This document describes some prototype USB-to-JTAG interfaces I built with the FTDIChip FT2232C device. The primary purpose was to develop a USB-connectable JTAG interface for the Open On-Chip Debugger OpenOCD.

One very useful feature of the FTDIChip FT2232C devices is that it can drive a fast synchronous serial interface like SPI or JTAG. To do that, channel one of the two-channel FT2232C has to be switched to "MPSSE" mode. The maximum clock frequency to achieve is about 6 MHz.

The other channel of the FT2232C is available for arbitrary other tasks. A typical usage is to establish a UART connection to a microprocessor target while channel one at the same time serves a JTAG connection.

Note that all the JTAG interfaces built with the FT2232C lack the adaptive clocking feature, i.e. the RTCK (return clock) JTAG signal offered by some ARM controllers, e.g. the Oki 67Q4xxx, is not supported.

Prototype 1

Figure 1. Photography of the first prototype

This was the very first demonstrator to show that a JTAG port can be driven with a FT2232C chip (I think it was in 2004). I mounted a ready to use FT2232M module by DLP Design on a prototyping PCB and did the wiring by hand. You can buy these modules e.g. at Elektronikladen or Unitronic.

Prototype 2

Figure 2. Photography of the second prototype 2

My second prototype is a PCB with about 7 x 6 cm size with the following components on board:

  • FT2232C with 93C56 EEPROM

  • Step up/down regulator to guarantee 5.0 Volt from 4.5 to 5.5 USB Voltage.

  • RS-232 Level Shifter (MAX3241)

  • ADuM1401BRW I-Coupler for JTAG port level shifting and electrical isolation.

  • RS-232 connector D-SUB9

  • JTAG Connector

Be aware, the design has some flaws:

[2006-02-26] During Embedded World 2006 I came into contact with Joern Kaipf. He designed a JTAG interface with MAXIM level shifters which supports a target voltage range from 1.2 to 3.6 Volt. The following photography shows this board.


One year later I met Joern at Embedded World 2007. He now also has built a version of the OOCD-Link adaptor which directly uses the FT2232 signals to drive the target. This works for targets running with 3.3V and 5V. A nice additional feature is the 10-pin header which carries the UART signals of channel B. The adaptor is called "OOCD-Link-S". Please see the following photography:


Joern will give the PCB files to anyone who is interested in building such an adaptor. His E-mail address is joern (at) See also Joern’s homepage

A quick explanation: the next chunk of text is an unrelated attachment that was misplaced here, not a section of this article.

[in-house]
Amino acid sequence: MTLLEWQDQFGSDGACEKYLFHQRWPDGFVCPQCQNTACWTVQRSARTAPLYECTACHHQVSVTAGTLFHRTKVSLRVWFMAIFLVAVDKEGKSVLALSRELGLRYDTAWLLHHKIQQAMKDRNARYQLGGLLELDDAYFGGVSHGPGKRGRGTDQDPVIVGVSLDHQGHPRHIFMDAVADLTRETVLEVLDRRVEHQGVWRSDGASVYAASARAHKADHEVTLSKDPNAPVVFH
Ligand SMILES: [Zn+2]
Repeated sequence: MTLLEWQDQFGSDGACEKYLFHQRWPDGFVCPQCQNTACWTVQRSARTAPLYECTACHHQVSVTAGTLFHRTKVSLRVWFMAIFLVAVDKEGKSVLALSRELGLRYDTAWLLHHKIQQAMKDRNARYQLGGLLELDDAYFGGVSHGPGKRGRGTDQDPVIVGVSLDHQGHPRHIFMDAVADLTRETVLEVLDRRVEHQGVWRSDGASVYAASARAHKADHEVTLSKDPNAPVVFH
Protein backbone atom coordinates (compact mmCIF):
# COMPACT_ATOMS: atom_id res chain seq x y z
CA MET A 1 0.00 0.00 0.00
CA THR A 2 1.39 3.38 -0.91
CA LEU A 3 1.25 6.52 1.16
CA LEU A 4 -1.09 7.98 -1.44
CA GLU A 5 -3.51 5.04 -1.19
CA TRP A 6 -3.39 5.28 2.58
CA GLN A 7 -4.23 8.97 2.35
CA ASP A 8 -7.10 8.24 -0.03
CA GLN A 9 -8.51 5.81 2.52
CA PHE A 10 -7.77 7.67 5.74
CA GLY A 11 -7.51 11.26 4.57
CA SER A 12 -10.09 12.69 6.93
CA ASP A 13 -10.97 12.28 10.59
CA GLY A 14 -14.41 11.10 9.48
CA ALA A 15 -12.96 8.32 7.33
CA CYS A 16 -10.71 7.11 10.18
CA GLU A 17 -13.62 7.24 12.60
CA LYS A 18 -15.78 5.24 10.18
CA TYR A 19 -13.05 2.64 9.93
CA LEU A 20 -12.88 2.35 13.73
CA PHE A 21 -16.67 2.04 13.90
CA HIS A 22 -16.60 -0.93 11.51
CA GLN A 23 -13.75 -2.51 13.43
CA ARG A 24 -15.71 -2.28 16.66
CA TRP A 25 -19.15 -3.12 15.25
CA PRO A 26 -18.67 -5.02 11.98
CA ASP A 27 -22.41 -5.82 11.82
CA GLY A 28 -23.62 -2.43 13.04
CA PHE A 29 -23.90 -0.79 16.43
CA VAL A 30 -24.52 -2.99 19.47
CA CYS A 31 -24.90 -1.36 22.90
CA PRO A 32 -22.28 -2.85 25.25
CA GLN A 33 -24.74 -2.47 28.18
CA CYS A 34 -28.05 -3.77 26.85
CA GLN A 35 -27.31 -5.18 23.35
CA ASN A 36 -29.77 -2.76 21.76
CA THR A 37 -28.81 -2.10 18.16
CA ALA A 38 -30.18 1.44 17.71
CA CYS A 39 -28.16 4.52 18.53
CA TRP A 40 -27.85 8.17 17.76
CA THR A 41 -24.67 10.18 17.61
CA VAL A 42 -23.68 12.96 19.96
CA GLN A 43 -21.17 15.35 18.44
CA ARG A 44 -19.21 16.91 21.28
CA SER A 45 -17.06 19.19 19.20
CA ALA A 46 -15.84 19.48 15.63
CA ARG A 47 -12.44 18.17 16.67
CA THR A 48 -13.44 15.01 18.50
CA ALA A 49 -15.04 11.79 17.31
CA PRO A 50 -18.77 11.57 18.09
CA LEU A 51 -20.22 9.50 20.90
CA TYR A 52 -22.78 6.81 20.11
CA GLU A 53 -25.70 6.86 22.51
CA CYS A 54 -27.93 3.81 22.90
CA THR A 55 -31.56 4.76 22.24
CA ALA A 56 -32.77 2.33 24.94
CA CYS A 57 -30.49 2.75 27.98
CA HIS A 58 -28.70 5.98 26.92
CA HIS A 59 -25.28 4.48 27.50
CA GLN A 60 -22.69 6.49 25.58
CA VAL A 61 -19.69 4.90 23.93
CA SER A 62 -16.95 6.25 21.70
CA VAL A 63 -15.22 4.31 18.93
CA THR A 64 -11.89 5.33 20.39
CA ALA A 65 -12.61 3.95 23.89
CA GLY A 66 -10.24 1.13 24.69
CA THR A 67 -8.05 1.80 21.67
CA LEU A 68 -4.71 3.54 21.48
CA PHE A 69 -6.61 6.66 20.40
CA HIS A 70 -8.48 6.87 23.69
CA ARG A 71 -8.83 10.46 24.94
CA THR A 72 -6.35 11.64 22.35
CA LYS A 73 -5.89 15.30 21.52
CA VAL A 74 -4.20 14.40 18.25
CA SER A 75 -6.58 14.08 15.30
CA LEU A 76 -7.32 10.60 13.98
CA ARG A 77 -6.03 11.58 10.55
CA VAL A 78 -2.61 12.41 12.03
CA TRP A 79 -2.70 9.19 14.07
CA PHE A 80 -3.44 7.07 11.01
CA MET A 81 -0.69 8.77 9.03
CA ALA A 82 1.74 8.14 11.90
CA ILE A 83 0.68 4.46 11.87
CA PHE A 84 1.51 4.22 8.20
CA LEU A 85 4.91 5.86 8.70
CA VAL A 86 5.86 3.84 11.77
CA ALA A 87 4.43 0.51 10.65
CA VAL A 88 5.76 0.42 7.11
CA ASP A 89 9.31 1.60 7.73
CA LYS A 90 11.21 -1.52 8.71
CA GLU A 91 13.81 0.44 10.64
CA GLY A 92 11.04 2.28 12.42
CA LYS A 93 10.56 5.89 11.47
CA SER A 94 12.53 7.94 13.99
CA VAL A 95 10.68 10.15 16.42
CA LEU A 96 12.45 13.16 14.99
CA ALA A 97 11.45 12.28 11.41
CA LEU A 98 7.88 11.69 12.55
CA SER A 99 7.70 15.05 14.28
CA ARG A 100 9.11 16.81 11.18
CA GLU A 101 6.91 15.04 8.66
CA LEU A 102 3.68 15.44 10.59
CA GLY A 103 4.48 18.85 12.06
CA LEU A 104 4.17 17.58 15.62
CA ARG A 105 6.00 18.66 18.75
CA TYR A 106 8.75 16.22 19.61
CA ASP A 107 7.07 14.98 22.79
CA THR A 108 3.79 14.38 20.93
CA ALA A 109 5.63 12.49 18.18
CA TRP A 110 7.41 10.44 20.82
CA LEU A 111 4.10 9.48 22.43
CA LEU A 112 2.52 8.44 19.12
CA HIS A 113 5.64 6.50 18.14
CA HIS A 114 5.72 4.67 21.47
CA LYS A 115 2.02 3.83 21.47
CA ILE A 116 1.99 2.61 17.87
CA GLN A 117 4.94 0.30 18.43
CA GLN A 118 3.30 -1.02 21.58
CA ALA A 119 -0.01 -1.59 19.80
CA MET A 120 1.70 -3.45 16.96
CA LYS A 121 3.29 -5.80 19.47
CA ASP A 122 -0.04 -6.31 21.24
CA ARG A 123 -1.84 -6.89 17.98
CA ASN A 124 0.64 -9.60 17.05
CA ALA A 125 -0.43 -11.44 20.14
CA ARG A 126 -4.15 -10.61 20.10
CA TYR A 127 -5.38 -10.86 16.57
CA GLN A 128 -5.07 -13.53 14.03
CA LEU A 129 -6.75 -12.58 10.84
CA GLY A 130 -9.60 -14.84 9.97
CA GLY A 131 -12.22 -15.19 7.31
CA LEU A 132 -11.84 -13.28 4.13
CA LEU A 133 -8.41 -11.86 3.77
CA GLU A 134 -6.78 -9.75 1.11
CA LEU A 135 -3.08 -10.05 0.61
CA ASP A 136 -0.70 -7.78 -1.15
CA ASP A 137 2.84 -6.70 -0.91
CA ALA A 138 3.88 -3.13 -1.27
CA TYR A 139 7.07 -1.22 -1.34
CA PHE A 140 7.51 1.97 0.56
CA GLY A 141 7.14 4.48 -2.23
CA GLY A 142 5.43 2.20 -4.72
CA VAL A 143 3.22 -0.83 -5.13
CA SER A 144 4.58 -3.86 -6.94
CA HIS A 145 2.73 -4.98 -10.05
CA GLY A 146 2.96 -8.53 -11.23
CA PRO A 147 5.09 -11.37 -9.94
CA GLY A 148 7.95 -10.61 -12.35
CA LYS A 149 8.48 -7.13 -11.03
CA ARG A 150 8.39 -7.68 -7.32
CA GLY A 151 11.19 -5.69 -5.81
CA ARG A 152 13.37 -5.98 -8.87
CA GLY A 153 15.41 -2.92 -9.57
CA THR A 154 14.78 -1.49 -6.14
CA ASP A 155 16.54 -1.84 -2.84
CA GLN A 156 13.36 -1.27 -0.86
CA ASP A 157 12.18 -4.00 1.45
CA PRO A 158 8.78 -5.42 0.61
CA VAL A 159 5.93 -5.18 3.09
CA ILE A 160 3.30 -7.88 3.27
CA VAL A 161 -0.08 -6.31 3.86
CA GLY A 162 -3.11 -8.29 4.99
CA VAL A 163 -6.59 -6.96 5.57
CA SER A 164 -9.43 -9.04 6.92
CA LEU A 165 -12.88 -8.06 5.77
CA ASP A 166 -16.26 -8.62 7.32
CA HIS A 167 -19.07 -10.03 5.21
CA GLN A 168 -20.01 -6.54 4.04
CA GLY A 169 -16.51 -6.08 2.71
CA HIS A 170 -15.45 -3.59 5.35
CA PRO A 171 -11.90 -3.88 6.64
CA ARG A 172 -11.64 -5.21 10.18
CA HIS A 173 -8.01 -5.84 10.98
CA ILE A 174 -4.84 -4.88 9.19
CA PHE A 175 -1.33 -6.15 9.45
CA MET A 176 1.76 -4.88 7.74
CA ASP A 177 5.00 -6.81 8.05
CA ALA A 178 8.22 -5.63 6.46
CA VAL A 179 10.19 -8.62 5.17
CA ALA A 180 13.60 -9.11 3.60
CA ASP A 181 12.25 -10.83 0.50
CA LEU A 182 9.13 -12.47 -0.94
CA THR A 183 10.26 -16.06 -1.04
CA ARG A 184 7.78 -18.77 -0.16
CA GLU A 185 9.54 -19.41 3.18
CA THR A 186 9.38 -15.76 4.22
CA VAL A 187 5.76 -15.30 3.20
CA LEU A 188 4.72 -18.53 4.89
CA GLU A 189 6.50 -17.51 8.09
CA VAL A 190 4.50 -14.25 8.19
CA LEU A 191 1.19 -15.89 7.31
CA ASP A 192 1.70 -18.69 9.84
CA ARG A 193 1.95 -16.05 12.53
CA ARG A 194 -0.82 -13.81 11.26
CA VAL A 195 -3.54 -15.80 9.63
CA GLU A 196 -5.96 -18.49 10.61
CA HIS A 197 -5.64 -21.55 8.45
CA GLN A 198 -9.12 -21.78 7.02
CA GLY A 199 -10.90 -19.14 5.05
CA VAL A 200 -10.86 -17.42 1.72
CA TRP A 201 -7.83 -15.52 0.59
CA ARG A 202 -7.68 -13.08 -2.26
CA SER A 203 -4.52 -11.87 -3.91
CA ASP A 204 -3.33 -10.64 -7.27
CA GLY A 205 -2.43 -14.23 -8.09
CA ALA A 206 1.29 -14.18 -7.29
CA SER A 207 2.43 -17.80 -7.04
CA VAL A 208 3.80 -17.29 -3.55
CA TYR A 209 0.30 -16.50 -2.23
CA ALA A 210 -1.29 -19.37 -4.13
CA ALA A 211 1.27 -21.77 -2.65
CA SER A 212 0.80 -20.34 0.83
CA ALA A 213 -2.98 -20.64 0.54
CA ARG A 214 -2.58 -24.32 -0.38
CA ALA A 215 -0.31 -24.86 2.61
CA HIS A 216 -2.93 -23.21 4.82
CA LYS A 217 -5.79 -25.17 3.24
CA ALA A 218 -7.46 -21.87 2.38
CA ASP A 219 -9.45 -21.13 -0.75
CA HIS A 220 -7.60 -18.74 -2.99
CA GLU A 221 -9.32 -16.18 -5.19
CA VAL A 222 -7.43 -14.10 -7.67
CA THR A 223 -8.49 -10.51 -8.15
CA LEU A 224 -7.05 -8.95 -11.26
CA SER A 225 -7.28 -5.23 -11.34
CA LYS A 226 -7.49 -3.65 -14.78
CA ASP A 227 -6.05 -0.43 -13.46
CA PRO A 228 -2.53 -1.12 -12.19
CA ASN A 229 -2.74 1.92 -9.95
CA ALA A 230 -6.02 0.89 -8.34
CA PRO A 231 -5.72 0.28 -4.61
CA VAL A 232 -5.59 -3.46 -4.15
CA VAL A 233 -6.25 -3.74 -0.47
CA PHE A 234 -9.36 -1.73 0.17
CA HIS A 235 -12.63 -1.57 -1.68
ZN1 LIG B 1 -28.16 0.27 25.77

The commercial adaptors

The following adaptors are all based on my original design using the FT2232. However the commercial adaptors have a differing pin usage and have much better support for a wide target voltage range than my original prototypes.

Amontec JTAGkey and JTAGkey-Tiny

Amontec sells a USB-to-JTAG interface also based on the FT2232C. It does not use the I-Coupler but much faster buffer devices specialized for level shifting (but not for electrical isolation). Target voltages down to 1.8V are supported. Please see the following link to the "JTAGkey": Note that the JTAGkey uses a wiring of the FT2232 signals different from my schematic.

Amontec JTAGkey (129 Euro)



Due to the rather high price for JTAGkey Amontec later designed a cheaper JTAG adaptor, the JTAGkey-Tiny. I recommend to buy this adaptor because it is really "tiny" and its price is reasonable. It directly fits into a standard 20-pin JTAG header. On the side opposed to the JTAG header it has a Mini-USB connector with 5 pins.

Amontec JTAGkey-Tiny (29 Euro)



Olimex manufactures and sells many variants of reasonably priced ARM7 and ARM9 board. If you consider to start with ARM controllers you should go to They also have the following JTAG adaptors supported by OpenOCD:

Olimex ARM-USB-TINY (49.95 USD)


Olimex ARM-USB-OCD (69.95 USD)


"Embedded Projects" OpenOCD-USB Adaptor

This is a recent (April 2008) variant of Joern Kaipf’s adaptor using a FT2232D (see above). It offers a JTAG port and a RS-232 interface. Benedikt Sauter of Embedded Projects wants to add this adaptor to his online shop with the intention to sponsor the OpenOCD project with some Euros from every sold piece. The price is not yet fixed. Hopefully it will soon be available in his shop!

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